Sunday, June 29, 2014

photos done, descriptions drafted

there are 11 quilts in the 21st century group

"When you have a great and difficult task, something perhaps almost impossible, if you only work a little at a time, every day a little, suddenly the work will finish itself." - Isak Dinesen

OK, so maybe it was a little more than a little at a time. Two months, approximately 600 hours worth of work, 70 quilts, photos and descriptions, and most of my book is done. It's not due until September 14th.

a peek inside Quilt 70 file - what a way to finish!!

this is what each full view image looked like before editing
there was some effort involved making it look like this
The last two months have been entertaining, educational and enlightening. I feel energized despite putting in such a marathon effort. There is still work to be done, but not much on my end, and I will pause during the month of July to spend time with Mom, who will be visiting from Maine. Thank you to everyone who helped, you know who you are. :)

Thursday, June 26, 2014

nailed it!

The Bob Timberlake pillow sham arrived yesterday. In case you missed the whole story, it goes with the quilt I had been trying to identify for the last eight years. Last weekend, I posted a picture of the quilt on Facebook with an urgent plea for help identifying it, and San Antonio quilt dealer Deborah Ursell nailed it. Bob Timberlake!

Words cannot express how truly grateful I am for Deborah and her vast knowledge. I am also eternally grateful for everyone else who helped me with information I have been seeking about the quilts that will be in my "New York Beauty" book. As I may have mentioned earlier, having such difficulty identifying a mass-produced object can be frustrating. Finding out what that object really is-- a huge relief, and a burden off my shoulders!

The pillow sham has its original tag, and it came in a plastic pouch with a price sticker. Original price was $14.99, and the design was called "Sunrise" - product was called "Sunrise Quilted Sham". I found the sham on eBay as soon as Deborah said she thought my quilt was Bob Timberlake. Talk about serendipity! The auction was ending just a few hours later. Of course, the pictures would have been sufficient, but I just had to have the sham-- the clue that verifies the true origins of the quilt.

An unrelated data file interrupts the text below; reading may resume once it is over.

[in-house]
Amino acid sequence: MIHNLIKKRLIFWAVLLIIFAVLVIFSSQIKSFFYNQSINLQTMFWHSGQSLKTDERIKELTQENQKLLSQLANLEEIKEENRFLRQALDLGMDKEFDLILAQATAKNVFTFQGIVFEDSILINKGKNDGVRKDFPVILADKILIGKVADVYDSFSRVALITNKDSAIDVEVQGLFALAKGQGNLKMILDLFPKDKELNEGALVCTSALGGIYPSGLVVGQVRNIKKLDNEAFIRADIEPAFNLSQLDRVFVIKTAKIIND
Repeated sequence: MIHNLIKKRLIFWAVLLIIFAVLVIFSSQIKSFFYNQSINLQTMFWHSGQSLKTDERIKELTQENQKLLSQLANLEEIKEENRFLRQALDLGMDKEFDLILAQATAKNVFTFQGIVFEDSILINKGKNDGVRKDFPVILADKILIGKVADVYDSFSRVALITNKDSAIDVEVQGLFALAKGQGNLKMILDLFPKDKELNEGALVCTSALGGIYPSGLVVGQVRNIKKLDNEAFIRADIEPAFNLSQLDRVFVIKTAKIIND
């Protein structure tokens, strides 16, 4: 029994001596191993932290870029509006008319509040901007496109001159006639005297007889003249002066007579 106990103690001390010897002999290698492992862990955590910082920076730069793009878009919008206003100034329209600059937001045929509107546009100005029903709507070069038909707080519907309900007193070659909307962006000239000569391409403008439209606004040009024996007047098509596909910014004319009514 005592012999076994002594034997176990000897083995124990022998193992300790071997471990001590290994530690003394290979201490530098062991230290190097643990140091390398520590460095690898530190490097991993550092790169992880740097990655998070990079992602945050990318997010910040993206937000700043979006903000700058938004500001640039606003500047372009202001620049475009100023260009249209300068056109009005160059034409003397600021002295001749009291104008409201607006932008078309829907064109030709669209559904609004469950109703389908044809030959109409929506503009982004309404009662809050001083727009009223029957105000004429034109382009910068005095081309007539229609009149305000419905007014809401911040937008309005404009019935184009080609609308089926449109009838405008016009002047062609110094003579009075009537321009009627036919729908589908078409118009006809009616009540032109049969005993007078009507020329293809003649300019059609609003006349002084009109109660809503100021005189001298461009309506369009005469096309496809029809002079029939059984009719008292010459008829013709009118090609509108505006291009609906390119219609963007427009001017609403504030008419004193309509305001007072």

By the way, a side note. There are many people who enjoy quilts and quilt history who would not understand why I would be so excited about a factory-made, mass-produced quilt that was likely made overseas. My answer is, it's part of quilt history, and we need to know about it. Otherwise, people will buy the quilts and have as much difficulty identifying them as I did, particularly when the tags have been ripped off, as was the case with my quilt.  That is why I plan to include this quilt and a couple other mass-produced items in my book. Maybe other people will see these things in the book and it will solve their mysteries, too. 

Tuesday, June 24, 2014

Who Loves the Sun?

The Willow Tree Quilt #2, shot in full sun
"Who Loves the Sun?" is one of my favorite songs by the Velvet Underground. It must be because I live in Portland, Oregon, where we get a fair amount of rain. It doesn't really rain as often as the residents like to tell others, though. They sometimes use it as a scare tactic to keep too many people from coming here. Oregon is such a sublime place, I can't really blame people for wanting to keep the population from growing too much.

So, who loves the sun, other than Portlanders? The answer: it's not a "who" - it's a "what" - whitework! Last year I acquired the second of the two "Willow Tree" quilts, but have struggled to get a decent picture of it. Last night I had it set up on a stand, and took pictures with backlighting - a good way to see the stuffed design.

The Willow Tree quilt #2, backlit
Today, it was still on the stand. I have been waiting for it to look right with the natural light coming in from the outside, but it's always looked flat, particularly because the foliage of the tree does not have as much relief as many of the other motifs. Before lunch, I went upstairs and saw sunlight blasting through the skylight on part of the quilt. Hmmmmmm.... 

Usually, when I see sun hitting a quilt, I run and take the quilt down to avoid fading. This time I realized there was no danger of the whitework fading, so I admired it for a few moments, took pictures, and then brought the whole setup outside to photograph the quilt in full sunlight. 

I look at this picture and think "omg, I can't believe I hung the quilt outside"
Anyway, I'm glad I did, because the sun is being fickle today, and went back into hiding shortly after I took the photos. It was an "a-ha" moment. I have never been happy with the photos I have taken of this quilt until today. As usual, I edited out the clamps and background in Photoshop. So, yes, whitework loves the sun!

QuiltCon 2015 Members Registration Open Today!

One of my lectures will be quilts of the 1970s - super cool stuff!!
QuiltCon 2015 registration is open today for Modern Quilt Guild members! I will be lecturing, exhibiting quilts of the 1970s, and giving a tour. Happy to be part of it, and looking forward to the event. Come see me! General public registration opens July 1st. Don't miss out!!

Info at:

Monday, June 23, 2014

Into the 21st Century: 61 down, nine to go!

the pile of books on my couch, right next to me